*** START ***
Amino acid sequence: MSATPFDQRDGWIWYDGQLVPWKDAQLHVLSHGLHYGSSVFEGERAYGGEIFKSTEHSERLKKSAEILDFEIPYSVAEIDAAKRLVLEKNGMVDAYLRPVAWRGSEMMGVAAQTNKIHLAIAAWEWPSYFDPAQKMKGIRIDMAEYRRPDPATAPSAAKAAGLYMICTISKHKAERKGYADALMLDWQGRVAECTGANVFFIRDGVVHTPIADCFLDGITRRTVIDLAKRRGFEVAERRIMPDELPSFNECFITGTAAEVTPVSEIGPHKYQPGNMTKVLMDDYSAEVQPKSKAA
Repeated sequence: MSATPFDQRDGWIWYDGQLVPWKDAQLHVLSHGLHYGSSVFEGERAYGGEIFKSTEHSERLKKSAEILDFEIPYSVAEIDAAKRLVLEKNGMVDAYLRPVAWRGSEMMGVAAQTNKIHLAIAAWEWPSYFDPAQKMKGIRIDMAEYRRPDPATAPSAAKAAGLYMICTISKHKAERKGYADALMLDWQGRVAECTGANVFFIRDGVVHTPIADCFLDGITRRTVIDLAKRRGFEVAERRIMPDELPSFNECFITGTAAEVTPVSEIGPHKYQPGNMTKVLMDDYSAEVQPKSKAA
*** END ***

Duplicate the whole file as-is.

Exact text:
Amino acid sequence: MSATPFDQRDGWIWYDGQLVPWKDAQLHVLSHGLHYGSSVFEGERAYGGEIFKSTEHSERLKKSAEILDFEIPYSVAEIDAAKRLVLEKNGMVDAYLRPVAWRGSEMMGVAAQTNKIHLAIAAWEWPSYFDPAQKMKGIRIDMAEYRRPDPATAPSAAKAAGLYMICTISKHKAERKGYADALMLDWQGRVAECTGANVFFIRDGVVHTPIADCFLDGITRRTVIDLAKRRGFEVAERRIMPDELPSFNECFITGTAAEVTPVSEIGPHKYQPGNMTKVLMDDYSAEVQPKSKAA
Repeated sequence: MSATPFDQRDGWIWYDGQLVPWKDAQLHVLSHGLHYGSSVFEGERAYGGEIFKSTEHSERLKKSAEILDFEIPYSVAEIDAAKRLVLEKNGMVDAYLRPVAWRGSEMMGVAAQTNKIHLAIAAWEWPSYFDPAQKMKGIRIDMAEYRRPDPATAPSAAKAAGLYMICTISKHKAERKGYADALMLDWQGRVAECTGANVFFIRDGVVHTPIADCFLDGITRRTVIDLAKRRGFEVAERRIMPDELPSFNECFITGTAAEVTPVSEIGPHKYQPGNMTKVLMDDYSAEVQPKSKAA